Great Depression

In the 1920s, America underwent a period of seemingly unmatched prosperity, signaled by high levels of consumption and production. Much of that prosperity was founded on debit spending by businesses and consumers. Innovative technology had created sharp increases in industrial production and installment buying. The stock market crash of 1929 exposed the fragility of that economy, with consequences that stretched far beyond the borders of the United States. The American economy sneezed and the rest of the world caught a cold. Western European nations, struggling to recover from a disastrous war and relying heavily on American loans, had serious problems, now exacerbated by raised tariffs in the American market. Unemployment and social unrest followed, leaving countries like Italy and Germany susceptible to the appeal of fascism in the form of "strong men," demagogues who offered easy answers to complex economic problems.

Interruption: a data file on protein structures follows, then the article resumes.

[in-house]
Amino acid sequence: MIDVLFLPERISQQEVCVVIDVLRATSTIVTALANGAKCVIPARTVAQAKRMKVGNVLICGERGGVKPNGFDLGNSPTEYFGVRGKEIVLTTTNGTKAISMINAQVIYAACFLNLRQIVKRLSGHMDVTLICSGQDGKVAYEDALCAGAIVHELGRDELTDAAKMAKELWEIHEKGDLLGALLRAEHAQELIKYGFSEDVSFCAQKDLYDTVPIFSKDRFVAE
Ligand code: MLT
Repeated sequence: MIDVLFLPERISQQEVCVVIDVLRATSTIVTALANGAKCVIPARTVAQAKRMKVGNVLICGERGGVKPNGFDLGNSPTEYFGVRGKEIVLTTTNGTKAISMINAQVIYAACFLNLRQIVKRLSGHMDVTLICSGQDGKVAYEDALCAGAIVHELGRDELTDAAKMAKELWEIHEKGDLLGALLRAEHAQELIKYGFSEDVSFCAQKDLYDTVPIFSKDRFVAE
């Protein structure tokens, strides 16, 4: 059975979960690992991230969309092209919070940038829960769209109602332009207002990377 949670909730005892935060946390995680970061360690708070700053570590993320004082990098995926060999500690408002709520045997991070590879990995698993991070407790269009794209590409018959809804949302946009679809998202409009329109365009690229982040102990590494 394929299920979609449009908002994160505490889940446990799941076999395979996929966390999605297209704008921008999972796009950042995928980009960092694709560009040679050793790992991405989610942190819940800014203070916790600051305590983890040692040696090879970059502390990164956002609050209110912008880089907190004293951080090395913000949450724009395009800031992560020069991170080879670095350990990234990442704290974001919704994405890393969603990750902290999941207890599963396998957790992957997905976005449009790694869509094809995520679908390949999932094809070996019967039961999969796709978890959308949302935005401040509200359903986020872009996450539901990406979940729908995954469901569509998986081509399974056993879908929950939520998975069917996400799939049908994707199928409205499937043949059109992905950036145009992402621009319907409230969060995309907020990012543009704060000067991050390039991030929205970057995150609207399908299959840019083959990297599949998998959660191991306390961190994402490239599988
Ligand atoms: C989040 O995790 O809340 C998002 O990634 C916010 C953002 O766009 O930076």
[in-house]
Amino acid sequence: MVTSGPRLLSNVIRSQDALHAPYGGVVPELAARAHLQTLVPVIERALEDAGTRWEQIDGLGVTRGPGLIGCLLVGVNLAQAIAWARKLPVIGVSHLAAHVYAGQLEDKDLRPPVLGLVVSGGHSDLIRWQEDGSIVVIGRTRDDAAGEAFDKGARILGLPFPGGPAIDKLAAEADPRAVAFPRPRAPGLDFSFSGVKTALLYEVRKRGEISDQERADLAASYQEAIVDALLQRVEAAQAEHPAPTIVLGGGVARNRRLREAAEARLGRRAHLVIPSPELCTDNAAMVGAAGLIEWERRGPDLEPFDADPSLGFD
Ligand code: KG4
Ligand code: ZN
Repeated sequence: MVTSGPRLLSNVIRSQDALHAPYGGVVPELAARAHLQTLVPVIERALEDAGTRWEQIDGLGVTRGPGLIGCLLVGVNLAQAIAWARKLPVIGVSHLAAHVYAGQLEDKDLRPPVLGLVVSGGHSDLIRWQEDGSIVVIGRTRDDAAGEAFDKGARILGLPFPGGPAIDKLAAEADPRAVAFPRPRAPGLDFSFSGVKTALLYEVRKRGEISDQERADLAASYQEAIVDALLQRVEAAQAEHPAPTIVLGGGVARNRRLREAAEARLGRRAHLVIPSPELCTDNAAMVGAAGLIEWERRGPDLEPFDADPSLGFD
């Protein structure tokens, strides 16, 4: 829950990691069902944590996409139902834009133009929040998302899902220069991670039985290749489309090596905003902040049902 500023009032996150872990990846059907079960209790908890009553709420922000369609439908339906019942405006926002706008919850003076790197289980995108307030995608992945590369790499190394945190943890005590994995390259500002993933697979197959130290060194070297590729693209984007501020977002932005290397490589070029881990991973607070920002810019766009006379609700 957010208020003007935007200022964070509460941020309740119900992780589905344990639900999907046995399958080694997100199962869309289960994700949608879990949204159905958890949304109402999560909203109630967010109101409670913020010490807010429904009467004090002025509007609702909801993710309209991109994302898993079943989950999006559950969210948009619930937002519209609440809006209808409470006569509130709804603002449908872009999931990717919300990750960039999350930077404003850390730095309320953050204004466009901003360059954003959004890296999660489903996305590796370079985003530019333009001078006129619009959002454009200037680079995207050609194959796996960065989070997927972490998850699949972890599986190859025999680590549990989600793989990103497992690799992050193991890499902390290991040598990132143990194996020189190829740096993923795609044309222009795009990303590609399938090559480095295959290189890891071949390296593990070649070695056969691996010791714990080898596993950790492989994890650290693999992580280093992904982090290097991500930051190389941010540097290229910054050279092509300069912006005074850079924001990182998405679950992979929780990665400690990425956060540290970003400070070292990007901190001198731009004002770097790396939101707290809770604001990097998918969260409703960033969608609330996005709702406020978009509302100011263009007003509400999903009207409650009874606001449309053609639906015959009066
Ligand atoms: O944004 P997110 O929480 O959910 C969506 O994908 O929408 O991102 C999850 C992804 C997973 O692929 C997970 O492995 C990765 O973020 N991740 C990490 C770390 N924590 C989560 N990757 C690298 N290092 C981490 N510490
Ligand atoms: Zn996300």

In the United States, the shock of failure seemed to intensify in the early years. By 1932, 5,000 banks had failed; farmers' incomes, never that high even in the go-go 1920s, declined by 65 percent, while in the cities unemployment rates tripled. Ecological disasters--droughts in some sections of the country, which led to the Dust Bowl, and floods in others--contrived to produce a combined sense of paralysis and fear. By 1933, about 15 million Americans were unemployed. For the first time in its history, more people were emigrating from America than immigration to it.

In the 1932 presidential election, the Democratic nominee, Franklin Delano Roosevelt, campaigned on his pledge of "a new deal for the American people." Roosevelt won the election with a plurality of more than 7 million votes. His New Deal represented an aggressive attack on the depression, reanimating a nearly lifeless society. Swift legislation regulated the stock market and the banking system, improved the agricultural economy, and introduced a social security program....